West One fraud trial date set

West One fraud trial date set


The date for West One Loans’ fraud trial has been set to take place on the first date available after 31 December 2012.

Following the Claimant - Salkeld Investments Limited – making an application dated 28 March 2012 for a summary judgment and/or to strike out the Defence – upon hearing Counsel for the Claimant and Counsel for the Defendant on 6 July 2012 and on 5 September 2012 and upon the judgement of His Honour Judge Mackie QC, dated 31 October 2012 - it has been ordered that the trial of the Preliminary Issue shall be listed for the first available date after 31 December 2012 with a time estimate of two days.

Salkeld Investments, which is wholly owned by investor Nick Clarke, is suing West One Loans for not returning its investment of £235,000 made on a bridging loan.

Clarke has appointed law firm Mishcon de Reya to pursue his claim that West One Loans acted in breach of contract by failing to obtain security on this loan - a term which Clarke alleges was clearly stipulated in the contract.

This case, pending trial early in the New Year, serves as a warning to current and future investors in bridging loan finance, as well as advisers responsible for recommending such investments.

Clarke is the founder of Salkeld Investments Limited and is an experienced entrepreneur with investments across property, internet, biotechnology and natural resources sectors. He was introduced to an investment opportunity with West One Loans by his accountant.

In April 2011, West One Loans offered Clarke the opportunity to participate in a secured loan which it was intending to advance to an individual claiming to be Massimo Barbini.

West One advanced £570,000 to Barbini, partly funded by £235,000 from Clarke. As security in respect of the loan, West One Loans would obtain a charge over a property in Fulham, London owned by Barbini which had an open market valuation of £950,000.

The term of the loan was to be seven months and, throughout this period, West One would pay Clarke a net interest rate of 1 per cent per month on the sum that he had invested. It was agreed that West One would repay Clarke's investment of £235,000 on or around 19 November 2011.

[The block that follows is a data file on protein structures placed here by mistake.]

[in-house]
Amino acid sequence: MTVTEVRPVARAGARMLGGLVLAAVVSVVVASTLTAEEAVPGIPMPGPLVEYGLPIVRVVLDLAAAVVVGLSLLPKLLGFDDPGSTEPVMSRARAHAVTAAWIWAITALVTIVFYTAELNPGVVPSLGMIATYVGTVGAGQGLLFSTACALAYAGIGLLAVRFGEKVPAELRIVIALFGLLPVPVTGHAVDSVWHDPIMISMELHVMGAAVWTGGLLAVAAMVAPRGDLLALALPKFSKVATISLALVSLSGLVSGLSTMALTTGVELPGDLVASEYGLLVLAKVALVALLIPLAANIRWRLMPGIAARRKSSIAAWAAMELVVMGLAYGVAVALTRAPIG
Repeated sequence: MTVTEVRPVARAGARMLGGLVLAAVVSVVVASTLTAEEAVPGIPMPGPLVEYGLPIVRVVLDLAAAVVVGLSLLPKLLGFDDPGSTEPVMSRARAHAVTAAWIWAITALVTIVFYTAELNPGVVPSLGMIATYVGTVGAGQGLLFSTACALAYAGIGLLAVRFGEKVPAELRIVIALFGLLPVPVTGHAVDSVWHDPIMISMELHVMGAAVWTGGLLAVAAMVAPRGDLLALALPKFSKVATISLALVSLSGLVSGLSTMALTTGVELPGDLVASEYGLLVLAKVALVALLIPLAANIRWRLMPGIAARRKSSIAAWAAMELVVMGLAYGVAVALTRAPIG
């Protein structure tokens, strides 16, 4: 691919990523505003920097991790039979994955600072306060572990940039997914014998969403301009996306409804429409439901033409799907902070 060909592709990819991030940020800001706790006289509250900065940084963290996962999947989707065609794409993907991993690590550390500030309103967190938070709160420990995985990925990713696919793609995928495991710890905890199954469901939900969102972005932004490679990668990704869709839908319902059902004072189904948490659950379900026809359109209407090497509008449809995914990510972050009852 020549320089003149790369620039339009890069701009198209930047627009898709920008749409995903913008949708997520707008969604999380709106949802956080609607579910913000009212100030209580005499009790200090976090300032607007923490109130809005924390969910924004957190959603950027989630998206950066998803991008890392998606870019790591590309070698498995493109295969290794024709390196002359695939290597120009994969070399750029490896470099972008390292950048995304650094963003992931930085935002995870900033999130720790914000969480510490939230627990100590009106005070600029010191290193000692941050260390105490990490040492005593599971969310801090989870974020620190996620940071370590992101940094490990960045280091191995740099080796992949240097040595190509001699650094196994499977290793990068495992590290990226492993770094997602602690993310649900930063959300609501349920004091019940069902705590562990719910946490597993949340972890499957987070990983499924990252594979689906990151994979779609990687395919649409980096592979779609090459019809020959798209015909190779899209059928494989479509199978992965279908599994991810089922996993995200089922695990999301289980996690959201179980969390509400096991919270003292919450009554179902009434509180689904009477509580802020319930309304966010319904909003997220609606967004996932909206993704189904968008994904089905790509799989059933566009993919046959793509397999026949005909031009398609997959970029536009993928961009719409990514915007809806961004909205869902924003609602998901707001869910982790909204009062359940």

Salkeld alleged that it and West One Loans entered into a Trust Deed relating to the loan which stated that West One Loans had previously agreed that the loan would be secured by way of a charge over the Fulham property.

Clarke alleges that the contract contained the term that West One Loans would obtain valid security in respect of the loan, specifically in the form of a charge over the property.

It is further alleged by Clarke that it was a term of the contract that West One Loans would not advance any part of the loan to the borrower before it had obtained valid security over the property and that, in the event that the borrower did not repay the loan, it would enforce the security over the property on behalf of Clarke (and any other investors involved in the loan).

West One Loans are defending the claim and argue that there was no such absolute obligation upon them to obtain security but that instead they were obliged to instruct solicitors to secure Salkeld's interest, by way of a legal charge and that they did in fact do so.

West One Loans advanced the full amount of the loan to an individual who was not Barbini and who did not own, or have any interest in, the property and without having obtained any valid security over the property. When West One Loans tried to register a charge over the property it was refused by HM Land Registry on this basis.

Interestingly the June edition of West One Loans’ Horizon magazine states:

On page 6, "Money made clear" by Mark Abrahams - "No investor has ever lost capital or interest on any loan to date. Our investors achieve circa 1 per cent per month (net of West One Loans’ management fee) and are paid interest monthly, giving them a very steady stream of income."

On page 8, "The War on Fraud” – “All lenders face a difficult challenge in balancing their need to do business and protecting themselves against mortgage fraud. The perception is that bridging lenders are more susceptible to mortgage fraud but, in my view, that is not the case. Bridging lenders have more experienced underwriters and senior directors review every file that completes. That is not the case with larger lenders. Bridging lenders and their advisors are using the latest electronic identification software and will not proceed unless their borrowers' identity has been verified by a solicitor.

“Lenders should proceed with caution on every deal they complete. However, a lender that takes a sensible measured approach and employs a highly skilled team of professional advisers and underwriters can still successfully do business in this burgeoning and exciting lending market."

Recently filed accounts by West One Loans show that a total of £1,080,000 was paid as dividends to the shareholders.

Nick Clarke said: "As far as I was concerned, I was sold this investment on the basis that the loan would be secured. Had I thought that West One was not guaranteeing that this would be the case, I would never have invested.

“I am very disappointed with West One's conduct as described above and felt I had no alternative but to pursue this matter through the courts."




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    Tiger Moth

    What goes around, comes around, so they say

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    Is this the beginning of the end, for a company who has grown so quickly, and is so clearly built on straw?

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